What Moves Food Through the Stomach to the Intestine?

Digestion is a multistep process.

Digestion is a multistep process.

Your mouth, esophagus, stomach, small intestine and large intestine -- your food has a long way to go from the moment you eat it. Part of what gets it there is the natural, rhythmic movement of your stomach, which can explain the occasional growling or churning feeling you get. Special tissue types and enzymes inside your stomach make this process happen and keep digested food particles moving, which equals more energy and nutrients for you.


Two types of movements are responsible for moving food from your stomach to your intestines. The first is called propulsion -- moving your food forward, from your esophagus into your stomach and from your stomach to your small intestine. This movement requires a lot of muscle. Think about propulsion like squeezing a toothpaste tube. When you squeeze at the top, the toothpaste moves down. You may need to continue squeezing to move the toothpaste to the end of the tube. This squeezing and relaxing motions propel your food onward.


The second movement type when digesting your food is called mixing, which is needed to fully digest and absorb your food. This is similar to mixing ingredients in a mixing bowl -- if you cook a cake without mixing the ingredients first, it would not bake correctly. The same is true for mixing in your stomach and intestines. The muscles in the stomach and intestine contract at random areas to encourage mixing. As the contents become more uniform, they also become more liquid and easier to move.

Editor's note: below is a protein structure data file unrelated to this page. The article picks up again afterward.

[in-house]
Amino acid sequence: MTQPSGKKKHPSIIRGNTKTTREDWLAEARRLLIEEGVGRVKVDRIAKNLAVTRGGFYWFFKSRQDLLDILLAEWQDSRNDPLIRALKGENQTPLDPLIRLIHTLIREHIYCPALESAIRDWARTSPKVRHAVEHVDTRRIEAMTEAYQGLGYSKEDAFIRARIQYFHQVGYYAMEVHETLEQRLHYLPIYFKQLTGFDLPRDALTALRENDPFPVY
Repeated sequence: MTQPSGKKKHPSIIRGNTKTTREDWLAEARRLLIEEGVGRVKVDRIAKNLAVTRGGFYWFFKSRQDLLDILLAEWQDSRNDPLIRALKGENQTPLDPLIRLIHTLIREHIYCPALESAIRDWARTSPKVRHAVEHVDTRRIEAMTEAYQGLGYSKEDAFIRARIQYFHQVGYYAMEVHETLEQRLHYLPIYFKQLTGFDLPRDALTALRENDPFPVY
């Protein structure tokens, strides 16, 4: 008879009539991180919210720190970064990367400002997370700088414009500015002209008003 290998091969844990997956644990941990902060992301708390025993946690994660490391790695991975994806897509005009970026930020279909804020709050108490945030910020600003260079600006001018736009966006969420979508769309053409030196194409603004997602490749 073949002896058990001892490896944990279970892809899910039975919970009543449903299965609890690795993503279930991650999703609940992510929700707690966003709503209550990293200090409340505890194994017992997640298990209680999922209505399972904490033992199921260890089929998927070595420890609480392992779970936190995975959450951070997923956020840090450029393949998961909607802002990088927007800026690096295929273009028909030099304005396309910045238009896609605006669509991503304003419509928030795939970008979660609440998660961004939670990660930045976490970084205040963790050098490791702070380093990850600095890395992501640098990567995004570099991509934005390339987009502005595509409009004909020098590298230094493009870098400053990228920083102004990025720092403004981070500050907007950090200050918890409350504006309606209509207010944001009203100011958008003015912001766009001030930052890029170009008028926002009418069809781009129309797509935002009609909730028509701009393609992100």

Smooth Muscle

While the mixing and propulsion motions move food through the body, your smooth muscle is doing the actual work. Smooth muscle lines the inner portion of the stomach. Embedded in the muscle are tiny glands called mucosa that secrete acids and digestive juices that help break down your food. If your smooth muscle becomes damaged, you cannot digest food as effectively as you once did.

Emptying Process

Different foods pass through your stomach and intestines at different rates. Certain foods take longer to digest and may therefore remain in your stomach longer, according to the National Digestive Diseases Information Clearinghouse. Carbohydrates are easier to digest and move forward while fats stay in the stomach the longest. Proteins fall somewhere in the middle in terms of length of time in the stomach. These differences are why it is important to eat a variety of foods in your daily diet so that your stomach can constantly be providing nutrients and energy.

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About the Author

Rachel Nall began writing in 2003. She is a former managing editor for custom health publications, including physician journals. She has written for The Associated Press and "Jezebel," "Charleston," "Chatter" and "Reach" magazines. Nall is currently pursuing her Bachelor of Science in Nursing at the University of Tennessee.

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